Many Japanese teachers and language texts advise learners to hold off on studying kanji. There are a few reasons for this:
- they believe that kanji are too difficult for foreigners to learn.
- they think that the learning of kanji will take away from the time needed to study grammar, vocabulary, etc.
- many of their students have complained about studying kanji in the past.
Don’t fall into this trap! There is absolutely no reason to postpone your kanji studies. The more kanji you know, the easier it is to live in Japanese society. Kanji allow you to read authentic materials made for Japanese people (books, newspapers, etc.), instead of being limited to children’s books and watered-down, foreign friendly articles.
Also, kanji can help you understand the meaning of new words. If you know the meaning of individual kanji, you can often guess the meaning of compound words without having to look them up! Let’s say for example that you come across the word 同音異義語 (どうおんいぎご) in your reading. If you know the meaning of each character (同=same; 音=sound; 異=different; 義=meaning; 語=word), it is easy to see that 同音異義語 means homonym. But if such a word were written in hiragana or romaji, you would not be able to guess the word’s meaning unless you looked it up in a dictionary.
The bottom line – if you only have time to study one thing, STUDY KANJI!
- Take 書道 (shodou, calligraphy) classes. Most junior highs and high schools have classes or after school clubs that will allow you to learn Japanese calligraphy.
- Take notes, etc. in Japanese – it’s really geeky, but hey, practice is practice.
- Find a Japanese pen-pal and then write them a handwritten letter once or twice a month.
- Write articles for your school or community newspaper. It’s good for your Japanese and it’s a great way to share your views and experiences with the community.
- Read manga – it’s highly contextual and therefore easy to understand (having pictures always helps.) Also, they usually print 振り仮名 (furigana, little hiragana characters to help you read kanji) next to more difficult characters in most manga.
- Read the Hiragana Times. Bad name, good magazine. All of the articles are written in both Japanese and English and almost all kanji words have furigana.
- Copy an online article and paste it in the “Translate” box at the WWWJDIC website. It provides the pronunciation and meaning of each word so you don’t have to spend hours looking them up. Also, you can set it so that repeated words are only defined once by checking the “no repeated translations” box.
- Rent a Japanese movie or TV program you enjoy.
- Play it with English subtitles.
- Play it with Japanese subtitles.
- Play it with no subtitles.
- Books on tape. Play the tape as you read along in the book. This will also help your reading and listening skills a great deal.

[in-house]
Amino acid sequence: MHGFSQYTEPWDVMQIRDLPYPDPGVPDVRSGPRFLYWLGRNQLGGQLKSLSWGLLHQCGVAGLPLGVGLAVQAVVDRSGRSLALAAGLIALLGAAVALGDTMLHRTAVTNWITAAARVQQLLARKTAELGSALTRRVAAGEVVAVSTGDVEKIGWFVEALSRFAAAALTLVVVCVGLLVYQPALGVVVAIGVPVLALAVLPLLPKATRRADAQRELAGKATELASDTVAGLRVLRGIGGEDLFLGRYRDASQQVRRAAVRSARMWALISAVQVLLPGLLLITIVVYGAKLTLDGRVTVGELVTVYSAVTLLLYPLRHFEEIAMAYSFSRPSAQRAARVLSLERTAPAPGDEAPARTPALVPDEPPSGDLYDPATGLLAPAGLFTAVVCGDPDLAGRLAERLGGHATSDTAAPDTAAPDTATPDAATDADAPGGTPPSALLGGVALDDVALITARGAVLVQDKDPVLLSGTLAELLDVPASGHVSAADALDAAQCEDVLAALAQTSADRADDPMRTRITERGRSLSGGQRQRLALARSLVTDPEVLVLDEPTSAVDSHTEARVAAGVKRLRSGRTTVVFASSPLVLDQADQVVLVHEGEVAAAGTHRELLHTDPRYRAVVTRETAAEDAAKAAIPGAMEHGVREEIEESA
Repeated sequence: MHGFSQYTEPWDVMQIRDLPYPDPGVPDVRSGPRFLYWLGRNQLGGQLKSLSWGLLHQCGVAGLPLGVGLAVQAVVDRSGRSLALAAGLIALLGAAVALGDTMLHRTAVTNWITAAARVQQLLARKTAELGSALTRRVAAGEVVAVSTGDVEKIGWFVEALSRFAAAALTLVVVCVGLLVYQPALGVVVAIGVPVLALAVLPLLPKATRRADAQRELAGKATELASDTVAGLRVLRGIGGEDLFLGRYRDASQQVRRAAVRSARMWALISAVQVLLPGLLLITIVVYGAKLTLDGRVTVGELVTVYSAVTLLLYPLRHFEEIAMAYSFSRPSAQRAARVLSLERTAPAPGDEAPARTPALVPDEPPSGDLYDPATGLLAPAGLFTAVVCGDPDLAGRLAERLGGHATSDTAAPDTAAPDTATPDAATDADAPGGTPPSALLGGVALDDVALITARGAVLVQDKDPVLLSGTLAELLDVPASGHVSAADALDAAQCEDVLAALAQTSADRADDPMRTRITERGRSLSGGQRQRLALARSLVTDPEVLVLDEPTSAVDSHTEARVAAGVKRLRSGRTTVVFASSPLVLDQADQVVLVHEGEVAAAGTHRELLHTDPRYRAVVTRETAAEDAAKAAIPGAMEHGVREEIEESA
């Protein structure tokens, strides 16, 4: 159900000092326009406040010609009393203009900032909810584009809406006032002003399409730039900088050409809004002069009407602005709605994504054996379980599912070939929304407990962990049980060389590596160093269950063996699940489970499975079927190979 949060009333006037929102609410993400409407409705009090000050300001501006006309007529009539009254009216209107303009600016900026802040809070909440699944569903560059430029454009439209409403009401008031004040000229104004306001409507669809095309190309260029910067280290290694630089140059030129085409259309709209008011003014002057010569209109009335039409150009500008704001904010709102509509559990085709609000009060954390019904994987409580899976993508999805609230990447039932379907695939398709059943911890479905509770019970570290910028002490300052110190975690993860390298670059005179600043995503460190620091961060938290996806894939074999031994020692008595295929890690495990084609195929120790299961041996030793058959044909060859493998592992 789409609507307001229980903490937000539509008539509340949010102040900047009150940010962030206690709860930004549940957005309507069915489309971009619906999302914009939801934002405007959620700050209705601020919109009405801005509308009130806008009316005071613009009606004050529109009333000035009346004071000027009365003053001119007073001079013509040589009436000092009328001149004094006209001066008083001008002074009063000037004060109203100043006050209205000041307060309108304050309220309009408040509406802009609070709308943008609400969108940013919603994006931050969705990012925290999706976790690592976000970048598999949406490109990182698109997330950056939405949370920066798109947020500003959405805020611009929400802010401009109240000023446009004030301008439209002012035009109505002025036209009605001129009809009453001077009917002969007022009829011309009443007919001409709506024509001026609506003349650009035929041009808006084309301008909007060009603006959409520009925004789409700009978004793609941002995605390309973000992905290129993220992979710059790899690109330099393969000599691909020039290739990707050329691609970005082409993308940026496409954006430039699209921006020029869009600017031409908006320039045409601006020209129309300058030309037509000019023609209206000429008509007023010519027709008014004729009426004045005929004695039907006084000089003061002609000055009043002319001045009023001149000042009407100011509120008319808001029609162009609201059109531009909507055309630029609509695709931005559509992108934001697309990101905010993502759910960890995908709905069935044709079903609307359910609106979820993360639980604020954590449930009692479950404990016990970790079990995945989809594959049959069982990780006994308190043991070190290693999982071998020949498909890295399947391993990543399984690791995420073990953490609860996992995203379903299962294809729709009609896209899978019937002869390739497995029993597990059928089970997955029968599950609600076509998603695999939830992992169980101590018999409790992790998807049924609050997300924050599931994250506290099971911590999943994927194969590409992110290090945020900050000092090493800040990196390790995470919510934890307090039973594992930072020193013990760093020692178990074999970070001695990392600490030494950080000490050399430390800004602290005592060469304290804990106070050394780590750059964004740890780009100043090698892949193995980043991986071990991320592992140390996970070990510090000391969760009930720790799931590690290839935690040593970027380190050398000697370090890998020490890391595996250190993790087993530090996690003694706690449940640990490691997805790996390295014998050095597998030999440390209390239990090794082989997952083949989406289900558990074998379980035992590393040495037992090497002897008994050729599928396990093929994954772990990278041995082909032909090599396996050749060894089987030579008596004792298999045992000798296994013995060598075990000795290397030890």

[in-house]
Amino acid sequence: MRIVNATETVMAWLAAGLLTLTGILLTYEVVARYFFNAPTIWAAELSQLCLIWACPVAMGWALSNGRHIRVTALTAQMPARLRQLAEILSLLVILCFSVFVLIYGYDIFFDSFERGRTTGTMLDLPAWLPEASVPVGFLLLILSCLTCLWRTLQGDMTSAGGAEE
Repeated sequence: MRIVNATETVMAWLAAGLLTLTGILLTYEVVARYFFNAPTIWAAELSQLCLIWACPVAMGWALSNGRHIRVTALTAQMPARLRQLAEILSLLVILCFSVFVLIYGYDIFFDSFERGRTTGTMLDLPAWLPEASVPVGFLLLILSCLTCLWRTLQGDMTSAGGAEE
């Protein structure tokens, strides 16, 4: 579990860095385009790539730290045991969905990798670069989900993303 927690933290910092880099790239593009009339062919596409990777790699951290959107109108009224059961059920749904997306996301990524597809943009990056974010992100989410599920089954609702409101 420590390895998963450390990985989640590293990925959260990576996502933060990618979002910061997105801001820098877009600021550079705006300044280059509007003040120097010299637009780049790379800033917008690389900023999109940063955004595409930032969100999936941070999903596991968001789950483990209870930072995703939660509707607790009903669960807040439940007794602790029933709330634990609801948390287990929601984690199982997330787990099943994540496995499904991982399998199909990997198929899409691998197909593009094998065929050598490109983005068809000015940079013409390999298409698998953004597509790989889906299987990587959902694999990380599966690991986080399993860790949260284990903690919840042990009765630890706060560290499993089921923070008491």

- Try listening to announcements at train stations or stores, either while commuting to work or travelling in Japan. Even if you cannot understand everything that is being said, over time you will find yourself able to pick out place names, times and other information.
- Have a “Japanese Only Day” Set aside a few days a month where you speak nothing but Japanese from sun up to sun down. On this day, you should speak in Japanese even when thinking to yourself.
- Say words out loud when you read or study vocabulary. A big part of speaking with quasi-native pronunciation is muscle memory and elasticity.
- Do not rely on rote memory! There is not a single linguistic study that supports rote memorization as an effective method for foreign language learning. It may work to pass a test, but it will not lock new words into deeper levels of memory.
- Use association (i.e. tying the word to something you already know)
- Learn synonyms, antonyms and related words at the same time.
- Learn new vocabulary in context – a story, movie, etc.
General Study Tips
- Don’t just memorize grammar rules and example sentences – make your own. When you learn a new grammar point, write out a list of sentences using the specific structure, and then go over it with a native speaker.
- Try to use a number of different sentence structures to test the limits and constraints of the grammatical structure in question.
- As you study in Japan, you may find it useful to find three types of study-buddies.
- A native speaker of Japanese who DOES NOT speak English fluently and who does not teach Japanese: They will be best at pointing out what phrases and sentences sound natural.
- A native speaker of Japanese who DOES speak English fluently: They will understand the structure of both languages well and will be better at explaining the what’s and why’s better than type 1.
- A non-native speaker of Japanese who speaks Japanese fluently: They will be best at explaining the why’s and moreover, since they had to learn Japanese as a second language themselves, they will be your best source of advice on language learning methods.